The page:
Many People Comment on My Child With Albinism, but This One Stood Out

Mother laying next to her baby.

When my daughter, Scotlyn, was born, she had high levels of jaundice, so they sent us home and told us to place her either in the sun or in front of windows in the sun. Five months later with a diagnosis of albinism under our belts, we now have strict instructions to keep her out of the sun. In fact, she has a whole wardrobe quickly filling up with full-body UV swimsuits, hats, sunglasses and soon a daily dose of head-to-toe sunscreen. I imagine we’ll get so good at spooning out tablespoons of Banana Boat, and lathering it between each finger and in the crooks of her ears, that it will turn into a ritual like brushing our teeth.

So earlier this week when a lady at the drug store told me my baby was the whitest baby she has ever seen, but will probably be the first teenager out suntanning, I just smile. It doesn’t end there, of course. She continues on about teenagers and tanning, and as I walk away, she turns to her friend to share whispers and stares at my fair-haired baby.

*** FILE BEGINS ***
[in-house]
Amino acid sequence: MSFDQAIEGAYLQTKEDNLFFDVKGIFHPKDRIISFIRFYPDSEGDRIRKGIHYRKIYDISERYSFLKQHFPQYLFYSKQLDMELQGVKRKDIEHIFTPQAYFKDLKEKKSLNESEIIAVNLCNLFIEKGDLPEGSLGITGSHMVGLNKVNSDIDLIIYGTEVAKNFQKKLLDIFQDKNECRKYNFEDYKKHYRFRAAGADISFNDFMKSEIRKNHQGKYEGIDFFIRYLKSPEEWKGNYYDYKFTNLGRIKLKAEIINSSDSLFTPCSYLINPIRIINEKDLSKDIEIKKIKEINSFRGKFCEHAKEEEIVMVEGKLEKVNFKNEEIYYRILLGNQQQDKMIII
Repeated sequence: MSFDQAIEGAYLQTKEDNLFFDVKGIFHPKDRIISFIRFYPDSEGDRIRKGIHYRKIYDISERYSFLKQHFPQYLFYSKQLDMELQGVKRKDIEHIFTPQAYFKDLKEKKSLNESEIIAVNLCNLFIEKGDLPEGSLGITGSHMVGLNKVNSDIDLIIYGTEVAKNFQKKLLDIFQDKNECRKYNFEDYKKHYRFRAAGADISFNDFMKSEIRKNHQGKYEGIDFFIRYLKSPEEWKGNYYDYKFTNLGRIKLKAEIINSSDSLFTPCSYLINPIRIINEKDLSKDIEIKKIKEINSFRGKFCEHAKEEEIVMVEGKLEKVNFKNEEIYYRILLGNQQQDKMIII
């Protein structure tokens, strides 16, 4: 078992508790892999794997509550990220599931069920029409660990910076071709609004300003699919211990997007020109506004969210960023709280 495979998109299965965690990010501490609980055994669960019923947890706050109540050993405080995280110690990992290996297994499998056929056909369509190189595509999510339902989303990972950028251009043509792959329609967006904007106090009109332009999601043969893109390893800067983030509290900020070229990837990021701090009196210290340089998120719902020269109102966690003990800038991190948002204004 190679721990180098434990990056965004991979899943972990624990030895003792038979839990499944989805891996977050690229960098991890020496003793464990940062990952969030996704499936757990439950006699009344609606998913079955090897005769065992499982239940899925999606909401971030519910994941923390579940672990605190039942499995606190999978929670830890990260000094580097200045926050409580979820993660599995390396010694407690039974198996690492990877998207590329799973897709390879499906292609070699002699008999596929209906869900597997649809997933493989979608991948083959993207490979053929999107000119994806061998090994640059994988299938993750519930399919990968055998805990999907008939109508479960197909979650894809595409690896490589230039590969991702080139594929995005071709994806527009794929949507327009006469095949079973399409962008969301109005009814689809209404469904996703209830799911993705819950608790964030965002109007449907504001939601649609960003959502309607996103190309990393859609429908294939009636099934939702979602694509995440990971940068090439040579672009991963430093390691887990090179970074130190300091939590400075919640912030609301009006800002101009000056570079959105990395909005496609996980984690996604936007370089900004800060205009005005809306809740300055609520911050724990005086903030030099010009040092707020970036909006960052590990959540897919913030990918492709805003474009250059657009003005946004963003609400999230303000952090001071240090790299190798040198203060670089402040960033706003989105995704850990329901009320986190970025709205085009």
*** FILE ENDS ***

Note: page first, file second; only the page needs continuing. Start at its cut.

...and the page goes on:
This scenario happens almost every time I am out with Scotlyn, but it’s a different store and a different woman. Their comments make me uncomfortable because they bring with them a fear that my daughter will have to grow up hearing how white her skin and hair is over and over again. I try not to let my mind play out these situations, which may or may never happen, but I can’t help it. Maybe she’s on the playground and a little boy wants to know why on the hottest day of the summer she’s wearing a long-sleeved shirt and sneakers instead of sandals. Or maybe she’s 16 and a girl in her class wants to know what she does to get her hair that white.

Scotlyn’s less than a year old now, but she might grow up to have low vision and may not always be able to perfectly see you, as is the case with most people with albinism. But she will always hear you, so I’d like to tell this lady, the future little boy at the playground or girls in her class to please choose their comments carefully.